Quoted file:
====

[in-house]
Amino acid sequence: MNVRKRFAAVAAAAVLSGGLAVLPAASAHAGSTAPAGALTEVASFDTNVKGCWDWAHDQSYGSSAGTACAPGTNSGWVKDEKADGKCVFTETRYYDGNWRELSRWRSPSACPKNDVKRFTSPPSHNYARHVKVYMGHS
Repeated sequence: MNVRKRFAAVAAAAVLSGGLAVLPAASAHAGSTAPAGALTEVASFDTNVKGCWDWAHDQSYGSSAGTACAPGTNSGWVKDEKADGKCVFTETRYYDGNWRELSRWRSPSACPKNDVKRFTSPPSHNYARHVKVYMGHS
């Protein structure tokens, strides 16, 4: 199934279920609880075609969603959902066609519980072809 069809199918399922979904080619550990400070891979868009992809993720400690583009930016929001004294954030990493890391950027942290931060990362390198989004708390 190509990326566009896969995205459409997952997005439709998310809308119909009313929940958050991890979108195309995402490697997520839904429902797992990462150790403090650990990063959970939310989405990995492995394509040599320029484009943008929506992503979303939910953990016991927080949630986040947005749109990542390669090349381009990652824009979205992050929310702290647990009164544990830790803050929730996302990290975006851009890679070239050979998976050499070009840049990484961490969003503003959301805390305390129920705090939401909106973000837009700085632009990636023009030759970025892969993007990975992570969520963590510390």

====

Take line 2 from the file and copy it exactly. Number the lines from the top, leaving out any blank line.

Amino acid sequence: MNVRKRFAAVAAAAVLSGGLAVLPAASAHAGSTAPAGALTEVASFDTNVKGCWDWAHDQSYGSSAGTACAPGTNSGWVKDEKADGKCVFTETRYYDGNWRELSRWRSPSACPKNDVKRFTSPPSHNYARHVKVYMGHS